UMMS Affiliation

Department of Neurobiology; Anaclet Lab

Publication Date


Document Type



Behavioral Neurobiology


Recent studies have identified an especially important role for basal forebrain GABAergic (BF(VGAT)) neurons in the regulation of behavioral waking and fast cortical rhythms associated with cognition. However, BF(VGAT) neurons comprise several neurochemically and anatomically distinct subpopulations, including parvalbumin-containing BF(VGAT) neurons and somatostatin-containing BF(VGAT) neurons (BF(SOM) neurons), and it was recently reported that optogenetic activation of BF(SOM) neurons increases the probability of a wakefulness to non-rapid-eye movement (NREM) sleep transition when stimulated during the rest period of the animal. This finding was unexpected given that most BF(SOM) neurons are not NREM sleep active and that central administration of the synthetic somatostatin analog, octreotide, suppresses NREM sleep or increases REM sleep. Here we used a combination of genetically driven chemogenetic and optogenetic activation, chemogenetic inhibition, and ablation approaches to further explore the in vivo role of BF(SOM) neurons in arousal control. Our findings indicate that acute activation or inhibition of BF(SOM) neurons is neither wakefulness nor NREM sleep promoting and is without significant effect on the EEG, and that chronic loss of these neurons is without effect on total 24 h sleep amounts, although a small but significant increase in waking was observed in the lesioned mice during the early active period. Our in vitro cell recordings further reveal electrophysiological heterogeneity in BF(SOM) neurons, specifically suggesting at least two distinct subpopulations. Together, our data support the more nuanced view that BF(SOM) neurons are electrically heterogeneous and are not NREM sleep or wake promoting per se, but may exert, in particular during the early active period, a modest inhibitory influence on arousal circuitry.SIGNIFICANCE STATEMENT The cellular basal forebrain (BF) is a highly complex area of the brain that is implicated in a wide range of higher-level neurobiological processes, including regulating and maintaining normal levels of electrocortical and behavioral arousal. The respective in vivo roles of BF cell populations and their neurotransmitter systems in the regulation of electrocortical and behavioral arousal remains incompletely understood. Here we seek to define the neurobiological contribution of GABAergic somatostatin-containing BF neurons to arousal control. Understanding the respective contribution of BF cell populations to arousal control may provide critical insight into the pathogenesis of a host of neuropsychiatric and neurodegenerative disorders, including Alzheimer's disease, Parkinson's disease, schizophrenia, and the cognitive impairments of normal aging.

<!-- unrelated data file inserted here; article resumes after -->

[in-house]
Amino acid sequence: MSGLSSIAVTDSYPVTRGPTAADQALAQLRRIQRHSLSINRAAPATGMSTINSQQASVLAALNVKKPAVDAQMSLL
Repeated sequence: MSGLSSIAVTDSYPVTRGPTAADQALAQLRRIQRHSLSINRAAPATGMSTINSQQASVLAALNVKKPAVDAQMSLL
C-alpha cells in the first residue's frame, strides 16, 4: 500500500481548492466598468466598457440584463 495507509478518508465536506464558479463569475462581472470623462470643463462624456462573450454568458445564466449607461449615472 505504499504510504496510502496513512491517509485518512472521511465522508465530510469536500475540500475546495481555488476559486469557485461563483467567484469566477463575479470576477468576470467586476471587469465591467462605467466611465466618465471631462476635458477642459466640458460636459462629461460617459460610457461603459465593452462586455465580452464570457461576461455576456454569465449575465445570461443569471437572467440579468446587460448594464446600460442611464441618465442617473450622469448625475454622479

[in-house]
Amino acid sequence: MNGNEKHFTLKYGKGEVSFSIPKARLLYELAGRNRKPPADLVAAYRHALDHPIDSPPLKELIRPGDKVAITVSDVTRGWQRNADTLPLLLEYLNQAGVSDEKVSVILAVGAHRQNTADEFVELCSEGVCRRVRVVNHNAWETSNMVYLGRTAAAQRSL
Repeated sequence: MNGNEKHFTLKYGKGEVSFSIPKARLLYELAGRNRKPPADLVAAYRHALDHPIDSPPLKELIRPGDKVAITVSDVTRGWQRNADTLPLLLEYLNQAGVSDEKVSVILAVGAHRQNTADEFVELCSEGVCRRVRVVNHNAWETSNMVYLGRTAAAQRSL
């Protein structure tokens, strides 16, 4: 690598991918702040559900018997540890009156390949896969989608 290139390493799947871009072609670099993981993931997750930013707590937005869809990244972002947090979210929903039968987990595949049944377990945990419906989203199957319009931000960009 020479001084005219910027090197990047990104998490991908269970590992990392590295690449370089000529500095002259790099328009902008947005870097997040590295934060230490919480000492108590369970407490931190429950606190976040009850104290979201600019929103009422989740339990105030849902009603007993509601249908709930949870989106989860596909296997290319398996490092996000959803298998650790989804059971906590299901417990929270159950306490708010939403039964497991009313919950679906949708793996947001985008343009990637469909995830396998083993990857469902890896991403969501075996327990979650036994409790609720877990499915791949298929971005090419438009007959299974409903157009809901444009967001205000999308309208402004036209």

Rights and Permissions

Copyright © 2018 the authors. Publisher PDF posted after 6 months as allowed by the publisher's author rights policy at

DOI of Published Version



J Neurosci. 2018 May 30;38(22):5168-5181. doi: 10.1523/JNEUROSCI.2955-17.2018. Epub 2018 May 7. Link to article on publisher's site

Journal/Book/Conference Title

The Journal of neuroscience : the official journal of the Society for Neuroscience

Related Resources

Link to Article in PubMed

PubMed ID